Reading the Double Issue
In WLT’s May 2014 issue, I was especially intrigued by the article on Mass Reading Events (MREs) by Danielle Fuller and DeNel Rehberg Sedo. In 2010 I attended a marathon reading of Frederic Tuten’s novel The Adventures of Mao on the Long March, on the occasion of the fortieth anniversary of its publication, in the beautiful Jane Hotel in New York City. Sixty readers and a few hundred others packed the first-floor sitting lounge, sitting on couches, easy chairs, folding chairs, and standing behind pillars and bannisters. Attending were well-known writers such as Oscar Hijuelos, Walter Mosley (both past students of Tuten), Jerome Charyn, and Wallace Shawn, not to omit numerous other distinguished authors and artists. One of the readers sang; another augmented his reading with the deployment of marionettes. It took perhaps five hours to read the entire novel aloud; there was food and drink, and the audience was rapt. Fuller and Sedo demonstrate how other forms of social and digital interaction can bring books to life, and into other dimensions—a far cry from some old-fashioned open-mic readings wherein, too often, most poets and writers are busy looking down at their own work rather than actually listening. It is refreshing to see that Fuller and Sedo are all about empowering the book and not busy bemoaning its prematurely celebrated funeral.
When one encounters a protest poem like Aryeh Sivan’s about the three boys, which is rich and innovative yet profoundly accessible, one is somehow refreshed and anguished at the same time.
I read Rachel Tzvia Back’s piece on protest poetry with great interest, having grown up in the 1960s protest generation. Before Robert Bly became the high priest of men returning to moose-hood, he was a brilliant poet against the war—“The Teeth Mother Naked at Last” was one of the best poems of its generation, transcending in my view even Allen Ginsberg’s “Howl.” So much US poetry seems to be focused on the imagistic and estranged (I am as guilty as anyone at times)—what Ashbery was heard to call “distilling strange essences from nothing”—that when one encounters a protest poem like Aryeh Sivan’s about the three boys, which is rich and innovative yet profoundly accessible, one is somehow refreshed and anguished at the same time.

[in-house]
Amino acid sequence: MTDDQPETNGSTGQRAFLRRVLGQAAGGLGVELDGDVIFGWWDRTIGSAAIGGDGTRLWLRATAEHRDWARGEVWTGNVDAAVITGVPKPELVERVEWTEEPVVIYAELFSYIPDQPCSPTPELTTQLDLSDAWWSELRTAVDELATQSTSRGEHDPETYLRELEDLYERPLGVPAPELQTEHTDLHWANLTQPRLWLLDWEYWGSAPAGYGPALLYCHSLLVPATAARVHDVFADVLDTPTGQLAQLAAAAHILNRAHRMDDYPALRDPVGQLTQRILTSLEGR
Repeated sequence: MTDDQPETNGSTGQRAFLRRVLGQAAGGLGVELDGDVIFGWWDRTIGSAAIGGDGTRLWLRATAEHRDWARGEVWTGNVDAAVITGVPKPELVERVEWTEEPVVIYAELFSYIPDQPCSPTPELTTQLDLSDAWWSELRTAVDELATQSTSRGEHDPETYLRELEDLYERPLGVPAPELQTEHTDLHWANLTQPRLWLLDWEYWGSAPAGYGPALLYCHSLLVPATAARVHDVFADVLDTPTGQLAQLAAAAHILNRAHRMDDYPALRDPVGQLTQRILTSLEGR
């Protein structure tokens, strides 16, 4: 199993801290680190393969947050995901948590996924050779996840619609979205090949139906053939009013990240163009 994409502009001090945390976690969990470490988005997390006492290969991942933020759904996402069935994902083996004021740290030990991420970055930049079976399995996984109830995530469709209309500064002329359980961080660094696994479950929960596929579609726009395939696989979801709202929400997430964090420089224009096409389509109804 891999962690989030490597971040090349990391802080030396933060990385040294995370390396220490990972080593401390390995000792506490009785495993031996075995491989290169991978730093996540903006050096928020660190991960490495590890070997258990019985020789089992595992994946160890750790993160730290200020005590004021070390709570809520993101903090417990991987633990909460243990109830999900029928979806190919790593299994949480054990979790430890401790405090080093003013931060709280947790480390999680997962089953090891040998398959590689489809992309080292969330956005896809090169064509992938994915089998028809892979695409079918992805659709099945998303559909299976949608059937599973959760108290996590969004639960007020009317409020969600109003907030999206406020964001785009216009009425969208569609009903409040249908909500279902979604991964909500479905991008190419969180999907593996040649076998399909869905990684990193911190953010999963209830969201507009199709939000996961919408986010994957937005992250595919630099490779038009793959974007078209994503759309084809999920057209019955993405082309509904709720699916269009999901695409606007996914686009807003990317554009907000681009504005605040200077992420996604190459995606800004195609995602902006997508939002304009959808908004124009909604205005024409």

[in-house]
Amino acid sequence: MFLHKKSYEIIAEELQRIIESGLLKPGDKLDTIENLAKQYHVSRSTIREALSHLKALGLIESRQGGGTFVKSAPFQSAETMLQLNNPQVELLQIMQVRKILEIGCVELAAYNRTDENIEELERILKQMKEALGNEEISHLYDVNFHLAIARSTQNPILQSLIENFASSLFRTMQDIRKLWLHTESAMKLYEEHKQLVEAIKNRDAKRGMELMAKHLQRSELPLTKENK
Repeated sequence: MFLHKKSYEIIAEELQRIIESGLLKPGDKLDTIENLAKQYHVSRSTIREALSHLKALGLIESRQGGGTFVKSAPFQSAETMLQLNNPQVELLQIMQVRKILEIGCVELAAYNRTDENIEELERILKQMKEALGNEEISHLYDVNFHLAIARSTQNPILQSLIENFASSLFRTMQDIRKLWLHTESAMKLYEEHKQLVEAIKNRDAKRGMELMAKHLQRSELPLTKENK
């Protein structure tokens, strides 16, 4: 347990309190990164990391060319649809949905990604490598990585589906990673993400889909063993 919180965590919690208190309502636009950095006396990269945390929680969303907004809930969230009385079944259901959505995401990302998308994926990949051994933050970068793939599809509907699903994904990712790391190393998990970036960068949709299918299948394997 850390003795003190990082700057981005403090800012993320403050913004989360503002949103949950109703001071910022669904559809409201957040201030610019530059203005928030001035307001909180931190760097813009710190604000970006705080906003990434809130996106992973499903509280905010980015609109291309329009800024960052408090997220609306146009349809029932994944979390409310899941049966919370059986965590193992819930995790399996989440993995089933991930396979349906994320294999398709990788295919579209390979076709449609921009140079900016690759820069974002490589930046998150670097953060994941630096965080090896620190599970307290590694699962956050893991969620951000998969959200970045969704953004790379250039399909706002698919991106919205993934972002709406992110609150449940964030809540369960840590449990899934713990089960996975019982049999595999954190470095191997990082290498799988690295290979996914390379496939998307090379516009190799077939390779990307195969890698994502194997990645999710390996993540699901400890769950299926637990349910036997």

I especially liked the piece by Michael Wood on translating Rilke. Back in the mid-1970s, a grad assistant named Ron Phelps translated schrie as screamed, perhaps before Norris and Keele; Ron was a flamboyant guy and a brilliant writer and poet, who completely disrobed in his composition class because of his anger that his students were fuzzily inattentive, immolating his didactic career. But it has stayed with me ever since—the idea that we live in a realm of almost schizophrenic terror on earth. I know no German to speak of, but I would translate schrie as “shrieked,” as did one translator, and starkeren as “starker” existence, even if they are not totally accurate. Is it not important to adhere to the sound of words as well as their meaning where possible, or to create an alternative universe where sometimes sound trumps meaning, a universe of onomatopoeia? Well, I know that’s just flat outrageous and presumptuous of a guy who just knows the phrases Stadtmitte, bitte, and bitte kein Handtuch benutzen!
By the way, reading WLT digitally is a pleasure, especially since I can make the text larger or smaller by clicking and drag it about in the larger view. I have been reading this issue both ways. The Zinio presentation is excellent!